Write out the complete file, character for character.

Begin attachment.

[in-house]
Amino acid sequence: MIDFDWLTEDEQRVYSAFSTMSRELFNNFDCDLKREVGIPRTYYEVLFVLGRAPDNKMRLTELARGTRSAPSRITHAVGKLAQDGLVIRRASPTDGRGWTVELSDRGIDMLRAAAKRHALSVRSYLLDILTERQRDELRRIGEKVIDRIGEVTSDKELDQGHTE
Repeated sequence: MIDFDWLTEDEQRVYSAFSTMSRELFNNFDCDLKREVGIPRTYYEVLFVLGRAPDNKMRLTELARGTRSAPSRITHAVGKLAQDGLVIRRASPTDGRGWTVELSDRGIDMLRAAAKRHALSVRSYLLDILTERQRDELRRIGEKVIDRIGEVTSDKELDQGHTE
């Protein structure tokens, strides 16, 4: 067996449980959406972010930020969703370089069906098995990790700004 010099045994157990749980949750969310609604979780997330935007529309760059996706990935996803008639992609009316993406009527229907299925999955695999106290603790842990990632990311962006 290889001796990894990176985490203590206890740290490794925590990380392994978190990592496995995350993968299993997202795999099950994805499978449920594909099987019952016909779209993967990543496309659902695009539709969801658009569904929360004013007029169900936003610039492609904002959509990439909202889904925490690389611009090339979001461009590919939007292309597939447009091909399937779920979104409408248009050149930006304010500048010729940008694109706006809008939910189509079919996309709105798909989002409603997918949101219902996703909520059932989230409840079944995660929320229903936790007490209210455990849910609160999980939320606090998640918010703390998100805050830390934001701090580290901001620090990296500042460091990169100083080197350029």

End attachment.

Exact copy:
[in-house]
Amino acid sequence: MIDFDWLTEDEQRVYSAFSTMSRELFNNFDCDLKREVGIPRTYYEVLFVLGRAPDNKMRLTELARGTRSAPSRITHAVGKLAQDGLVIRRASPTDGRGWTVELSDRGIDMLRAAAKRHALSVRSYLLDILTERQRDELRRIGEKVIDRIGEVTSDKELDQGHTE
Repeated sequence: MIDFDWLTEDEQRVYSAFSTMSRELFNNFDCDLKREVGIPRTYYEVLFVLGRAPDNKMRLTELARGTRSAPSRITHAVGKLAQDGLVIRRASPTDGRGWTVELSDRGIDMLRAAAKRHALSVRSYLLDILTERQRDELRRIGEKVIDRIGEVTSDKELDQGHTE
């Protein structure tokens, strides 16, 4: 067996449980959406972010930020969703370089069906098995990790700004 010099045994157990749980949750969310609604979780997330935007529309760059996706990935996803008639992609009316993406009527229907299925999955695999106290603790842990990632990311962006 290889001796990894990176985490203590206890740290490794925590990380392994978190990592496995995350993968299993997202795999099950994805499978449920594909099987019952016909779209993967990543496309659902695009539709969801658009569904929360004013007029169900936003610039492609904002959509990439909202889904925490690389611009090339979001461009590919939007292309597939447009091909399937779920979104409408248009050149930006304010500048010729940008694109706006809008939910189509079919996309709105798909989002409603997918949101219902996703909520059932989230409840079944995660929320229903936790007490209210455990849910609160999980939320606090998640918010703390998100805050830390934001701090580290901001620090990296500042460091990169100083080197350029």